author = "Burke, {Louise M.} and Hawley, {John A.} and Ross, {Megan L.} and Moore, {Daniel R.} and Phillips, {Stuart M.} and Slater, {Gary R.} and Trent Stellingwerff and Tipton, {Kevin D.} and Garnham, {Andrew P.} and Coffey, {Vernon G.}",
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Burke, LM, Hawley, JA, Ross, ML, Moore, DR, Phillips, SM, Slater, GR, Stellingwerff, T, Tipton, KD, Garnham, AP & Coffey, VG 2012, 'Preexercise aminoacidemia and muscle protein synthesis after resistance exercise' Medicine and Science in Sports and Exercise, vol. 44, no. 10, pp. 1968-1977. https://doi.org/10.1249/MSS.0b013e31825d28fa

Preexercise aminoacidemia and muscle protein synthesis after resistance exercise. / Burke, Louise M.; Hawley, John A.; Ross, Megan L.; Moore, Daniel R.; Phillips, Stuart M.; Slater, Gary R.; Stellingwerff, Trent; Tipton, Kevin D.; Garnham, Andrew P.; Coffey, Vernon G.

In: Medicine and Science in Sports and Exercise, Vol. 44, No. 10, 10.2012, p. 1968-1977.

Research output: Contribution to journalArticleResearchpeer-review

TY - JOUR

T1 - Preexercise aminoacidemia and muscle protein synthesis after resistance exercise

AU - Burke, Louise M.

AU - Hawley, John A.

AU - Ross, Megan L.

AU - Moore, Daniel R.

AU - Phillips, Stuart M.

AU - Slater, Gary R.

AU - Stellingwerff, Trent

AU - Tipton, Kevin D.

AU - Garnham, Andrew P.

AU - Coffey, Vernon G.

PY - 2012/10

Y1 - 2012/10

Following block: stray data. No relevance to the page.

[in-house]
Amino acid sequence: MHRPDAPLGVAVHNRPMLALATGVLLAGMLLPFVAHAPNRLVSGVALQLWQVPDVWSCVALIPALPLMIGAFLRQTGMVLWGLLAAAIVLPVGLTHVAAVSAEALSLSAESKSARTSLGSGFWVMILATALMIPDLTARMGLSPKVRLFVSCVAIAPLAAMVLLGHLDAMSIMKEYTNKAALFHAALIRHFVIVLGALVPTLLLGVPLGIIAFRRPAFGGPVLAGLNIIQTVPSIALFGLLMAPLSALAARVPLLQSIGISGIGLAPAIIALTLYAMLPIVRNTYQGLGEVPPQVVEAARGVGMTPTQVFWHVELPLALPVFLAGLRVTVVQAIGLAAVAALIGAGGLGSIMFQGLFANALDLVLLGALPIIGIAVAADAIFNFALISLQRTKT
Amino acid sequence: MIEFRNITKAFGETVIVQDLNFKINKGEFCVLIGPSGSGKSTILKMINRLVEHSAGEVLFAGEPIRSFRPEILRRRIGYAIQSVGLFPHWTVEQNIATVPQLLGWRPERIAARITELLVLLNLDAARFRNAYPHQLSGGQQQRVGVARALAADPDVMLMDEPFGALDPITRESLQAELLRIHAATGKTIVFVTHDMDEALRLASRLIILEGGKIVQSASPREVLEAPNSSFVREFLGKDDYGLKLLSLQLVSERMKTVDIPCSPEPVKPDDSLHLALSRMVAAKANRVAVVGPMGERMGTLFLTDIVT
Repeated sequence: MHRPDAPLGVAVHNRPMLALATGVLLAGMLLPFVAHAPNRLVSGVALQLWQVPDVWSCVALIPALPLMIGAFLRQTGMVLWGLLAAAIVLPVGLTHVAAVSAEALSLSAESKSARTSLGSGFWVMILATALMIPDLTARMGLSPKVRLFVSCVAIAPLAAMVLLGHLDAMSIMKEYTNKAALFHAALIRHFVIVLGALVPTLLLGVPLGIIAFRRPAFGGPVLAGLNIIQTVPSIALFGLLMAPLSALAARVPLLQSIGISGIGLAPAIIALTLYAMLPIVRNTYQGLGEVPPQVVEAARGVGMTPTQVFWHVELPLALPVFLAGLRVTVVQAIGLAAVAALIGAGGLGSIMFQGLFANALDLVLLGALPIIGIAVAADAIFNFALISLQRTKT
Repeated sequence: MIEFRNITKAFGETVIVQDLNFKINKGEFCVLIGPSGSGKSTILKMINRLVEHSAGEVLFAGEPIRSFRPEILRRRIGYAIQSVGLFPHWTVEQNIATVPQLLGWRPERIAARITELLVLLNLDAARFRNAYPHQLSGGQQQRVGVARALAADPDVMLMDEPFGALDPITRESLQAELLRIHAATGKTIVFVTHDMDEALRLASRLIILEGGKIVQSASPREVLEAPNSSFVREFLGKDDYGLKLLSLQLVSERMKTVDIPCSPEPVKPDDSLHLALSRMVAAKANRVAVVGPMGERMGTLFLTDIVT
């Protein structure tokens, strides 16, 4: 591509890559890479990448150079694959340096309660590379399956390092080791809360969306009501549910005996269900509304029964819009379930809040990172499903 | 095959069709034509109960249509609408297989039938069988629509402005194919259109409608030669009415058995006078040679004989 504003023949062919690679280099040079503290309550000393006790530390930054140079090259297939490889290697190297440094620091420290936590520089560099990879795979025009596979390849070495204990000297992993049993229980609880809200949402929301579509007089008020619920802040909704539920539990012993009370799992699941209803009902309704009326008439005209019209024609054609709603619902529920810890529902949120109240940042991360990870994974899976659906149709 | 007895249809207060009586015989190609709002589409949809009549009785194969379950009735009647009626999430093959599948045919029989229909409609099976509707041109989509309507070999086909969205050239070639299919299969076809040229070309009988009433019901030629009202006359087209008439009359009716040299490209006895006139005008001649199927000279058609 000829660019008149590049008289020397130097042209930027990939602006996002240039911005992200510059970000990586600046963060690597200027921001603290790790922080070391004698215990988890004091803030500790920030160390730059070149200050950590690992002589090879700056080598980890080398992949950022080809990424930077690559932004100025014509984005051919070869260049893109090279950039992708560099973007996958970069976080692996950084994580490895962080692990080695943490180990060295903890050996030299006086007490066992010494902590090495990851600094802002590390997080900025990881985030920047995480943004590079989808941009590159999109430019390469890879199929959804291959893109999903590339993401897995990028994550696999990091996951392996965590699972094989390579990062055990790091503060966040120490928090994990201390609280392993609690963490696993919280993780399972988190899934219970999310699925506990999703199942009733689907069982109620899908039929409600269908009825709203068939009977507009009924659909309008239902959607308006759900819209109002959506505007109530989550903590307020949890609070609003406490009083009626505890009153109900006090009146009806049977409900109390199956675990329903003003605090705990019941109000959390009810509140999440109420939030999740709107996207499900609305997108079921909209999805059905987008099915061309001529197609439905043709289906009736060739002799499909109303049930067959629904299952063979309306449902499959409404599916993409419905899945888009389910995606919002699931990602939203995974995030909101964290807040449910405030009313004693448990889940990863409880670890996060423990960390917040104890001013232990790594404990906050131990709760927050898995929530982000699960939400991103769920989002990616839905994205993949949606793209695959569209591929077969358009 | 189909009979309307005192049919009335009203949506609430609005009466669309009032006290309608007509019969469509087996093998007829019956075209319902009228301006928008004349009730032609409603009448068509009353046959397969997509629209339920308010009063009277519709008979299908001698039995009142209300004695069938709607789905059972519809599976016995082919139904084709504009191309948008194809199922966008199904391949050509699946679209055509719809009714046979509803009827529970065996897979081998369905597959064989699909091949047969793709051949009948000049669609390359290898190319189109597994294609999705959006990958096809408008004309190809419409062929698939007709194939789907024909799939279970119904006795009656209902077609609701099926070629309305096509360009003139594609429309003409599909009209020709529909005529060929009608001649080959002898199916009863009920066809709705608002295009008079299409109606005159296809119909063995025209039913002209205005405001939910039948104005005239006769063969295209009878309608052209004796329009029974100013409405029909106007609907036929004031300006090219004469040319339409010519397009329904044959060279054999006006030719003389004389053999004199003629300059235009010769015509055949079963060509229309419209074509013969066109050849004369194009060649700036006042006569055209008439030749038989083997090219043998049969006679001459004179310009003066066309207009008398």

N2 - PURPOSE: We have previously shown that the aminoacidemia caused by the consumption of a rapidly digested protein after resistance exercise enhances muscle protein synthesis (MPS) more than the amino acid (AA) profile associated with a slowly digested protein. Here, we investigated whether differential feeding patterns of a whey protein mixture commencing before exercise affect postexercise intracellular signaling and MPS. METHODS: Twelve resistance-trained males performed leg resistance exercise 45 min after commencing each of three volume-matched nutrition protocols: placebo (PLAC, artificially sweetened water), BOLUS (25 g of whey protein + 5 g of leucine dissolved in artificially sweetened water; 1× 500 mL), or PULSE (15× 33-mL aliquots of BOLUS drink every 15 min). RESULTS: The preexercise rise in plasma AA concentration with PULSE was attenuated compared with BOLUS (P < 0.05); this effect was reversed after exercise, with two-fold greater leucine concentrations in PULSE compared with BOLUS (P < 0.05). One-hour postexercise, phosphorylation of p70 S6K and rpS6 was increased above baseline with BOLUS and PULSE, but not PLAC (P < 0.05); furthermore, PULSE > BOLUS (P < 0.05). MPS throughout 5 h of recovery was higher with protein ingestion compared with PLAC (0.037 ± 0.007), with no differences between BOLUS or PULSE (0.085 ± 0.013 vs. 0.095 ± 0.010%•h, respectively, P = 0.56). CONCLUSIONS: Manipulation of aminoacidemia before resistance exercise via different patterns of intake of protein altered plasma AA profiles and postexercise intracellular signaling. However, there was no difference in the enhancement of the muscle protein synthetic response after exercise. Protein sources producing a slow AA release, when consumed before resistance exercise in sufficient amounts, are as effective as rapidly digested proteins in promoting postexercise MPS.